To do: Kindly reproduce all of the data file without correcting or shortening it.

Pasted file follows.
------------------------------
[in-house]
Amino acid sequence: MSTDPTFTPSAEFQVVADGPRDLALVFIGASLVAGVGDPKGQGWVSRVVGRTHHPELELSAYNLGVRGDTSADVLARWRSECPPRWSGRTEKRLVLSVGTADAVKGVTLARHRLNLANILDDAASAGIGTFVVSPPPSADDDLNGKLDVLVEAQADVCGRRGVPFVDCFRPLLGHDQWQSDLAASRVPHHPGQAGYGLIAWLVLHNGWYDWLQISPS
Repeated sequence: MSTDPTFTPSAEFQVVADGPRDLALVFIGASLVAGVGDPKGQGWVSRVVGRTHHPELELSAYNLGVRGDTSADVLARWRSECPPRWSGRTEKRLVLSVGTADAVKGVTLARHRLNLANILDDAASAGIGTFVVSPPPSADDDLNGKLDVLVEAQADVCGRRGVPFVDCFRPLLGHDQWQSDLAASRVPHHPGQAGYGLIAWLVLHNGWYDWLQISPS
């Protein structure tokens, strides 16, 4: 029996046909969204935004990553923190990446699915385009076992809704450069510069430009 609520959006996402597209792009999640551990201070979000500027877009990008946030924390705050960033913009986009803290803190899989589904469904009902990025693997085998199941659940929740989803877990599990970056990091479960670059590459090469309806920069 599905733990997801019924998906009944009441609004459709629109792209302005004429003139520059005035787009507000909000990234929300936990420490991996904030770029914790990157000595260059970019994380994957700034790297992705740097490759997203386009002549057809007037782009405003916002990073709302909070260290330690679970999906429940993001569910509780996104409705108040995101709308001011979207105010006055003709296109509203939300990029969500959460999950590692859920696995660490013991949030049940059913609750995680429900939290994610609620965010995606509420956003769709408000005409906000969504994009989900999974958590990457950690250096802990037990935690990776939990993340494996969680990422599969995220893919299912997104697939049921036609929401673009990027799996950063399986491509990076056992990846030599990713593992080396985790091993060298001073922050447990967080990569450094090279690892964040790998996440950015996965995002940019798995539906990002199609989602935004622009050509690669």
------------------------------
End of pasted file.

[in-house]
Amino acid sequence: MSTDPTFTPSAEFQVVADGPRDLALVFIGASLVAGVGDPKGQGWVSRVVGRTHHPELELSAYNLGVRGDTSADVLARWRSECPPRWSGRTEKRLVLSVGTADAVKGVTLARHRLNLANILDDAASAGIGTFVVSPPPSADDDLNGKLDVLVEAQADVCGRRGVPFVDCFRPLLGHDQWQSDLAASRVPHHPGQAGYGLIAWLVLHNGWYDWLQISPS
Repeated sequence: MSTDPTFTPSAEFQVVADGPRDLALVFIGASLVAGVGDPKGQGWVSRVVGRTHHPELELSAYNLGVRGDTSADVLARWRSECPPRWSGRTEKRLVLSVGTADAVKGVTLARHRLNLANILDDAASAGIGTFVVSPPPSADDDLNGKLDVLVEAQADVCGRRGVPFVDCFRPLLGHDQWQSDLAASRVPHHPGQAGYGLIAWLVLHNGWYDWLQISPS
């Protein structure tokens, strides 16, 4: 029996046909969204935004990553923190990446699915385009076992809704450069510069430009 609520959006996402597209792009999640551990201070979000500027877009990008946030924390705050960033913009986009803290803190899989589904469904009902990025693997085998199941659940929740989803877990599990970056990091479960670059590459090469309806920069 599905733990997801019924998906009944009441609004459709629109792209302005004429003139520059005035787009507000909000990234929300936990420490991996904030770029914790990157000595260059970019994380994957700034790297992705740097490759997203386009002549057809007037782009405003916002990073709302909070260290330690679970999906429940993001569910509780996104409705108040995101709308001011979207105010006055003709296109509203939300990029969500959460999950590692859920696995660490013991949030049940059913609750995680429900939290994610609620965010995606509420956003769709408000005409906000969504994009989900999974958590990457950690250096802990037990935690990776939990993340494996969680990422599969995220893919299912997104697939049921036609929401673009990027799996950063399986491509990076056992990846030599990713593992080396985790091993060298001073922050447990967080990569450094090279690892964040790998996440950015996965995002940019798995539906990002199609989602935004622009050509690669």